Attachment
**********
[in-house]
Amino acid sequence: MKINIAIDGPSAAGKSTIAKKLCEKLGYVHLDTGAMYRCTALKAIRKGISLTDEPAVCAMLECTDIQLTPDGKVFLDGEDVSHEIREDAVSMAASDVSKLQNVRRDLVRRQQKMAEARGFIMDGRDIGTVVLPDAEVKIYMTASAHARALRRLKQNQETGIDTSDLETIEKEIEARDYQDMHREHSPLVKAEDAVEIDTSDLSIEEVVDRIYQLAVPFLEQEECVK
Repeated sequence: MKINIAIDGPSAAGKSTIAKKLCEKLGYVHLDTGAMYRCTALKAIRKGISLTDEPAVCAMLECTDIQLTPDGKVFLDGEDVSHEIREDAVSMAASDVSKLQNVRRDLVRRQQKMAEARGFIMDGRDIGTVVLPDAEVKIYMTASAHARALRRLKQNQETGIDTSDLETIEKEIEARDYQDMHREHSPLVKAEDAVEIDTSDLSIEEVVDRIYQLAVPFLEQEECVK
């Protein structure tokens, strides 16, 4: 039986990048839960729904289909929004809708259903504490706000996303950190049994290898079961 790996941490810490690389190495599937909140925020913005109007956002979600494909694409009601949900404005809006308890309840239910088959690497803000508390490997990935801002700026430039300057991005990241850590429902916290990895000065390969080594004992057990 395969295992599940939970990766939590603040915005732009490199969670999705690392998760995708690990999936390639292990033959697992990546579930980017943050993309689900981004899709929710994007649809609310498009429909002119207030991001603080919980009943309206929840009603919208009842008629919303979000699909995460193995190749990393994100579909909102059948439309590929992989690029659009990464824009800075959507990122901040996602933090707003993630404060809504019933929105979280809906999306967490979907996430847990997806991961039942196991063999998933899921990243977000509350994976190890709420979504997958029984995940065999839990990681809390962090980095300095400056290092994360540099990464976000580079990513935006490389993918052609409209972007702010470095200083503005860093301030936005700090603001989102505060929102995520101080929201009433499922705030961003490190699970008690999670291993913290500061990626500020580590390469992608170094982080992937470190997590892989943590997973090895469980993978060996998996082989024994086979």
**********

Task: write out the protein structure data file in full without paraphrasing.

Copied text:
[in-house]
Amino acid sequence: MKINIAIDGPSAAGKSTIAKKLCEKLGYVHLDTGAMYRCTALKAIRKGISLTDEPAVCAMLECTDIQLTPDGKVFLDGEDVSHEIREDAVSMAASDVSKLQNVRRDLVRRQQKMAEARGFIMDGRDIGTVVLPDAEVKIYMTASAHARALRRLKQNQETGIDTSDLETIEKEIEARDYQDMHREHSPLVKAEDAVEIDTSDLSIEEVVDRIYQLAVPFLEQEECVK
Repeated sequence: MKINIAIDGPSAAGKSTIAKKLCEKLGYVHLDTGAMYRCTALKAIRKGISLTDEPAVCAMLECTDIQLTPDGKVFLDGEDVSHEIREDAVSMAASDVSKLQNVRRDLVRRQQKMAEARGFIMDGRDIGTVVLPDAEVKIYMTASAHARALRRLKQNQETGIDTSDLETIEKEIEARDYQDMHREHSPLVKAEDAVEIDTSDLSIEEVVDRIYQLAVPFLEQEECVK
């Protein structure tokens, strides 16, 4: 039986990048839960729904289909929004809708259903504490706000996303950190049994290898079961 790996941490810490690389190495599937909140925020913005109007956002979600494909694409009601949900404005809006308890309840239910088959690497803000508390490997990935801002700026430039300057991005990241850590429902916290990895000065390969080594004992057990 395969295992599940939970990766939590603040915005732009490199969670999705690392998760995708690990999936390639292990033959697992990546579930980017943050993309689900981004899709929710994007649809609310498009429909002119207030991001603080919980009943309206929840009603919208009842008629919303979000699909995460193995190749990393994100579909909102059948439309590929992989690029659009990464824009800075959507990122901040996602933090707003993630404060809504019933929105979280809906999306967490979907996430847990997806991961039942196991063999998933899921990243977000509350994976190890709420979504997958029984995940065999839990990681809390962090980095300095400056290092994360540099990464976000580079990513935006490389993918052609409209972007702010470095200083503005860093301030936005700090603001989102505060929102995520101080929201009433499922705030961003490190699970008690999670291993913290500061990626500020580590390469992608170094982080992937470190997590892989943590997973090895469980993978060996998996082989024994086979």